The day Keynes read his own obituary

The day Keynes read his own obituary

70 years ago this month, John Maynard Keynes nearly died.

It was about two thirds of the way through the Bretton Woods conference in New Hampshire. The delegates were within a whisker of agreeing upon a new deal on currencies and money which would, once and for all, repair the financial system after the Great Depression (and, they maintained, would prevent World War Three). But everyone was still very much on edge: if the deal fell apart at the last minute it could mean a return to financial chaos for many years to come.

As the journalists went down to the hotel bar for their habitual post-dinner drink, a rumour started to spread around the room. Keynes had died. The man with the news was a reporter from Reuters, who had, he claimed, got it from the best source of all: Keynes’s wife Lydia.

Keynes, centre, at the conference
Keynes, centre, at the conference

The grand old man of 20th century economics had collapsed from a heart attack as he rushed from a meeting with US Treasury Secretary Henry Morgenthau (about shutting down the BIS, as it happened). He had been advised by his doctor to avoid taking the stairs and only to use the elevator. The problem was (as you can see in the plan below), there was only one elevator, on the other side of the building, and Keynes was a man in a hurry. So he ran up the service staircase instead.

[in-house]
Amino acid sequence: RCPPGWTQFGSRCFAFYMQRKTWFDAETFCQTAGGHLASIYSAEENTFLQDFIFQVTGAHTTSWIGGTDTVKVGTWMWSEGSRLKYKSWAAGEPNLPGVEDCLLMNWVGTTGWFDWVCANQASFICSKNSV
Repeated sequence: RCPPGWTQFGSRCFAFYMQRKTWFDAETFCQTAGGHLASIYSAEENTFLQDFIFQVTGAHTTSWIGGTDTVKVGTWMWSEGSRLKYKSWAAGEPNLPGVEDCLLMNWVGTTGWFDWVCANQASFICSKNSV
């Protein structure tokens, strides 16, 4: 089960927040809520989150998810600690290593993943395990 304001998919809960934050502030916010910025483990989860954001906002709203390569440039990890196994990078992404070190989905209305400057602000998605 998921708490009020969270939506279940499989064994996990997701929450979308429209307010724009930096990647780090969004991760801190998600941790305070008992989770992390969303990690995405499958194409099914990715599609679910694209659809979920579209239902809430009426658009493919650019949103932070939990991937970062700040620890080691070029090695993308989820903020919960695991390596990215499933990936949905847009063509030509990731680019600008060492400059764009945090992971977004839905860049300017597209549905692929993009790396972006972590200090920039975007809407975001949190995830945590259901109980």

By the time he reached his room, he was “noticeably puffed”, according to this letter latterly written to a newspaper by his colleague Nigel Ronald (click here for the full thing). It was, he wrote, a “sharp attack”. And while Keynes himself tried to play down the severity, repeatedly joking about it whenever anyone asked, it was clear that he was barely clinging to life.


He had suffered a number of heart attacks in recent years, and while his doctor, Janos Plesch (nicknamed the Ogre for his rather brutal medical remedies) had made some progress in getting him on his feet, he was far from healthy. His colleague Lionel Robbins wrote in his diary that “‘I now feel that it is a race between the exhaustion of his powers and the termination of the conference.”

And when news of the attack reached the Treasury and the Bank of England back home, they were deeply panicked. A number of cables were sent across to the UK delegation at the hotel, including this one from the Chancellor:


And this one from the Bank of England Governor, Lord Catto:


As it was, Keynes recovered from the attack. According to a letter he sent to Colin Clark of the Bureau of Industry, Australia, not long afterwards, “This was due to a false report by Reuter. By the time it reached Germany, the rumour said that I was dead and I am told I received most satisfactory obituaries!”

However, his health, already on the precipice, would founder in the following months. By 1945, when he was negotiating the Anglo-American post-war loan, he was even more ill. He suffered another major heart attack on the way home from the Savannah conference that officially created the IMF and World Bank. He died shortly afterwards.

More on this, and the conference, and the economics behind it, in my book, The Summit.